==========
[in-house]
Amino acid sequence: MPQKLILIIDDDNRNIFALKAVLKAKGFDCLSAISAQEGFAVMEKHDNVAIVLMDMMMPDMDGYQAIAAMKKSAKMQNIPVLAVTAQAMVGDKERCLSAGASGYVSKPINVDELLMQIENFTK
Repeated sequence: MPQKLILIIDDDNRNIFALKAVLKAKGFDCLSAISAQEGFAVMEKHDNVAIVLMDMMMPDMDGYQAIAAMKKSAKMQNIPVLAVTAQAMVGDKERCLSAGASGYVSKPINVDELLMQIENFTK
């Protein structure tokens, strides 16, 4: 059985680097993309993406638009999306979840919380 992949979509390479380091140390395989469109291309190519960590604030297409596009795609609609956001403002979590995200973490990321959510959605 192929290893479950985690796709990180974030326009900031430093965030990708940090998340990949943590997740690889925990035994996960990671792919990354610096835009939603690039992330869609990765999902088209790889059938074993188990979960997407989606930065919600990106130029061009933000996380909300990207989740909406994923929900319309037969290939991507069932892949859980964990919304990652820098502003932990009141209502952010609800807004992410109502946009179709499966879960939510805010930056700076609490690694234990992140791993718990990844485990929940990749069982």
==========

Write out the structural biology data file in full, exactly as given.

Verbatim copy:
[in-house]
Amino acid sequence: MPQKLILIIDDDNRNIFALKAVLKAKGFDCLSAISAQEGFAVMEKHDNVAIVLMDMMMPDMDGYQAIAAMKKSAKMQNIPVLAVTAQAMVGDKERCLSAGASGYVSKPINVDELLMQIENFTK
Repeated sequence: MPQKLILIIDDDNRNIFALKAVLKAKGFDCLSAISAQEGFAVMEKHDNVAIVLMDMMMPDMDGYQAIAAMKKSAKMQNIPVLAVTAQAMVGDKERCLSAGASGYVSKPINVDELLMQIENFTK
């Protein structure tokens, strides 16, 4: 059985680097993309993406638009999306979840919380 992949979509390479380091140390395989469109291309190519960590604030297409596009795609609609956001403002979590995200973490990321959510959605 192929290893479950985690796709990180974030326009900031430093965030990708940090998340990949943590997740690889925990035994996960990671792919990354610096835009939603690039992330869609990765999902088209790889059938074993188990979960997407989606930065919600990106130029061009933000996380909300990207989740909406994923929900319309037969290939991507069932892949859980964990919304990652820098502003932990009141209502952010609800807004992410109502946009179709499966879960939510805010930056700076609490690694234990992140791993718990990844485990929940990749069982």